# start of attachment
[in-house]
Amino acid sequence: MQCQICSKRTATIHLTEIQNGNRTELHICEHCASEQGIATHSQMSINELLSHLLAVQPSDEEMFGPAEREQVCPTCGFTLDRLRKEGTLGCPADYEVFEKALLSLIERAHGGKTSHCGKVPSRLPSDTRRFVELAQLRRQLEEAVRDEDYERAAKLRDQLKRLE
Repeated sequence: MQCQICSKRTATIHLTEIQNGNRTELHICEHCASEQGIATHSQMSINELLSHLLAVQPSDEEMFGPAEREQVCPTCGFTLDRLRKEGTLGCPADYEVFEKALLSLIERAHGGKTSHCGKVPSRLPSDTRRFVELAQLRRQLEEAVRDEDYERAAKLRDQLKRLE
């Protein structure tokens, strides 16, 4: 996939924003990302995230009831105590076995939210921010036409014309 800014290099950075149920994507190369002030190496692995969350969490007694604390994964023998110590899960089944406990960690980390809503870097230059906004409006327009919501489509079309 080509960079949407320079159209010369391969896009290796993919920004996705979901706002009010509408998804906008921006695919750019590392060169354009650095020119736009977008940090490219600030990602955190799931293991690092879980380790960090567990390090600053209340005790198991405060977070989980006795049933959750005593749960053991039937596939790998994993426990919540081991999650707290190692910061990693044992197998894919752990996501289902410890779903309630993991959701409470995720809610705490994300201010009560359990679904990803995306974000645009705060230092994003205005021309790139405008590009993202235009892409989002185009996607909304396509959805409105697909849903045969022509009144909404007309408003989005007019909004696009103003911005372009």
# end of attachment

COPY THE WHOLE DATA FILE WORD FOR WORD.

[in-house]
Amino acid sequence: MQCQICSKRTATIHLTEIQNGNRTELHICEHCASEQGIATHSQMSINELLSHLLAVQPSDEEMFGPAEREQVCPTCGFTLDRLRKEGTLGCPADYEVFEKALLSLIERAHGGKTSHCGKVPSRLPSDTRRFVELAQLRRQLEEAVRDEDYERAAKLRDQLKRLE
Repeated sequence: MQCQICSKRTATIHLTEIQNGNRTELHICEHCASEQGIATHSQMSINELLSHLLAVQPSDEEMFGPAEREQVCPTCGFTLDRLRKEGTLGCPADYEVFEKALLSLIERAHGGKTSHCGKVPSRLPSDTRRFVELAQLRRQLEEAVRDEDYERAAKLRDQLKRLE
């Protein structure tokens, strides 16, 4: 996939924003990302995230009831105590076995939210921010036409014309 800014290099950075149920994507190369002030190496692995969350969490007694604390994964023998110590899960089944406990960690980390809503870097230059906004409006327009919501489509079309 080509960079949407320079159209010369391969896009290796993919920004996705979901706002009010509408998804906008921006695919750019590392060169354009650095020119736009977008940090490219600030990602955190799931293991690092879980380790960090567990390090600053209340005790198991405060977070989980006795049933959750005593749960053991039937596939790998994993426990919540081991999650707290190692910061990693044992197998894919752990996501289902410890779903309630993991959701409470995720809610705490994300201010009560359990679904990803995306974000645009705060230092994003205005021309790139405008590009993202235009892409989002185009996607909304396509959805409105697909849903045969022509009144909404007309408003989005007019909004696009103003911005372009």